The Thoughts of a Frumpy Professor

............................................ ............................................ A blog devoted to the ramblings of a small town, middle aged college professor as he experiences life and all its strange variances.

Tuesday, July 25, 2017

A Memory Revisited (Part 4)

[Please note, if you have not done so, and wish to read earlier parts of this essay, please scroll down to the first "A Memory Revisited!" essay. Subsequent parts occur in reverse order.  Please remember that I wrote this several years ago, so it is in a voice of my own past about a far long ago memory of childhood.]

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Fortunately for me, my father had numerous pipes in his collection. In his den, in fact, he had one pipe rack on his desk that was filled with his most frequently used briar pipes, and he had another drawer in a cabinet that had many other, more worn, less frequently used pipes. I figured this would be a good place for me to look and perhaps "borrow" one for a while. Additionally, while my father carried a tobacco pouch with him at all times, he also had several cans (canisters) of his favorite pipe tobaccos on one shelf of his several bookshelves also in his den. It would be fairly simple to open one of the canisters and to remove a small pinch of the golden brown crumbles of leaf.

On a day much like today, cloudy and threatening rain, I did just that. My father was beginning to teach summer school for those students who did not pass one or more of their courses during the regular school year, and so he was away most days. I was just at the start of my summer vacation after third grade (I started school young), and my mother was quite busy with household work (laundry, keeping up the house, etc) and taking care of my younger siblings, so I had a great deal of flexibility and free-time to explore and have fun.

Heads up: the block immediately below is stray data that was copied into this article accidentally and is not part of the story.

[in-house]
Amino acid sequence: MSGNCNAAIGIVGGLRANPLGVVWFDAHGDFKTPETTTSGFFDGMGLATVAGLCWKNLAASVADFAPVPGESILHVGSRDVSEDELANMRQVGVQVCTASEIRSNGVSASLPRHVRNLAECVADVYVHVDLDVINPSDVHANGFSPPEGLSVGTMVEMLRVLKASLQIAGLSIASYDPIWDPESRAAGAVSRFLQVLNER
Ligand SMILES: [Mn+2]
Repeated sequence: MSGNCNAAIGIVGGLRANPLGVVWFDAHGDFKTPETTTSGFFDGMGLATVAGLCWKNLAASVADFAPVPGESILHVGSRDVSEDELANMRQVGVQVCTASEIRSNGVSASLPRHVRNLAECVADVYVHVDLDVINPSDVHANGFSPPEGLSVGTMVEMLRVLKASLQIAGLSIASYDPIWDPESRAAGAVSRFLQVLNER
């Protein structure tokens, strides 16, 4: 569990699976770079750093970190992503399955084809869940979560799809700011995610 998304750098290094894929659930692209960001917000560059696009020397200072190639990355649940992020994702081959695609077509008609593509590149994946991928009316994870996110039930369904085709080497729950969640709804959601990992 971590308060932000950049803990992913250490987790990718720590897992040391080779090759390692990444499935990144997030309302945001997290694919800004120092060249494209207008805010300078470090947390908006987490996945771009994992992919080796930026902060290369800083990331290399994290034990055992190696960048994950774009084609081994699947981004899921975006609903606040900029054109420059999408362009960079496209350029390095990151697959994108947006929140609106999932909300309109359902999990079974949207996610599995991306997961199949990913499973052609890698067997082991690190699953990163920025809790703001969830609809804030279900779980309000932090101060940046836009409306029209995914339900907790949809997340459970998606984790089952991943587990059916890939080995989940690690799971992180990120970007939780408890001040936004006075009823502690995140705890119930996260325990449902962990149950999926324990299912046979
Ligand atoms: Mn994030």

As I stated earlier, the woods way in the back of our property were a true joy for me and I often spent hours and hours out there searching for various forms of wildlife. But today I had a different mission in mind for out in the woods.

While my mother was in the nursery, I quietly snuck in to my father's den, and opened the drawer and withdrew one of the pipes. It was a bit dusty, the walnut finish was quite dull and rubbed off in spots where my father had held it numerous times, and the edges of the opening of the bowl were battered and rounded from hundreds of times my father knocked out the ashes either into the large glass ashtray on his desk, some other ashtray elsewhere, or if outside, on the heel of his shoe or onto the palm of his hand when he finished. The bowl must have become somewhat brittle and weakened from use as well, for on one side of the bowl a small section of the rounded opening was missing, looking as if it had broken away giving the bowl a crooked, askewed countenance. However, to me, the pipe seemed majestic and beautiful and utterly amazing.

I slid this beautiful beast of a pipe into the pocket of my dungarees (jeans for you younger folks) and then quickly went to the bookshelf lined with various pipe tobaccos. Having always been partial to the colors of orange and red, I quickly gravitated to the canister of Sir Walter Raleigh pipe tobacco... in an orange & black canister, and grabbed a small pinch of the leaf and gripped it tightly in my small fist.

As I quietly ventured out of his den, I hollered loudly so my mother would hear "Im going to go to the woods to play!" and I heard a muffled, but positive reply from my mother in the nursery as I went into the kitchen. I reached up on the wall by the stove and withdrew one of the wooden kitchen matches and slid it also into my pocket. I then bounded through the door out into the backyard.